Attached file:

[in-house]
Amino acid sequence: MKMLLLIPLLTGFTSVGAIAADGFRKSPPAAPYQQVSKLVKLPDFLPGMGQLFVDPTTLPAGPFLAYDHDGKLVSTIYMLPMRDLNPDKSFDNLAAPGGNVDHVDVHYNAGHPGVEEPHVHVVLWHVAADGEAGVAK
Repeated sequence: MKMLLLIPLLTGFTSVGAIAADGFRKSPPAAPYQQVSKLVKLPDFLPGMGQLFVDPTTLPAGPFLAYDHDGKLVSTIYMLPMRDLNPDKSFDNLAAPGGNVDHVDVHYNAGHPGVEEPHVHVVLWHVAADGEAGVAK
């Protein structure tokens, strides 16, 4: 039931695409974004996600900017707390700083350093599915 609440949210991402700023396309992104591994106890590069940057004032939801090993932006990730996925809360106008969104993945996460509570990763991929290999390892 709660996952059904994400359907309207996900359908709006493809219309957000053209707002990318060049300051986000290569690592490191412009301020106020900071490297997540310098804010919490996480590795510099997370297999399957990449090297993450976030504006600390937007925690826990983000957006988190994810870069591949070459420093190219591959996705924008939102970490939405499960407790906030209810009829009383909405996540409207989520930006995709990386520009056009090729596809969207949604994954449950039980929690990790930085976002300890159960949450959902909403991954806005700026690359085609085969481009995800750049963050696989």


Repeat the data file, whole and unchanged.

[in-house]
Amino acid sequence: MKMLLLIPLLTGFTSVGAIAADGFRKSPPAAPYQQVSKLVKLPDFLPGMGQLFVDPTTLPAGPFLAYDHDGKLVSTIYMLPMRDLNPDKSFDNLAAPGGNVDHVDVHYNAGHPGVEEPHVHVVLWHVAADGEAGVAK
Repeated sequence: MKMLLLIPLLTGFTSVGAIAADGFRKSPPAAPYQQVSKLVKLPDFLPGMGQLFVDPTTLPAGPFLAYDHDGKLVSTIYMLPMRDLNPDKSFDNLAAPGGNVDHVDVHYNAGHPGVEEPHVHVVLWHVAADGEAGVAK
């Protein structure tokens, strides 16, 4: 039931695409974004996600900017707390700083350093599915 609440949210991402700023396309992104591994106890590069940057004032939801090993932006990730996925809360106008969104993945996460509570990763991929290999390892 709660996952059904994400359907309207996900359908709006493809219309957000053209707002990318060049300051986000290569690592490191412009301020106020900071490297997540310098804010919490996480590795510099997370297999399957990449090297993450976030504006600390937007925690826990983000957006988190994810870069591949070459420093190219591959996705924008939102970490939405499960407790906030209810009829009383909405996540409207989520930006995709990386520009056009090729596809969207949604994954449950039980929690990790930085976002300890159960949450959902909403991954806005700026690359085609085969481009995800750049963050696989």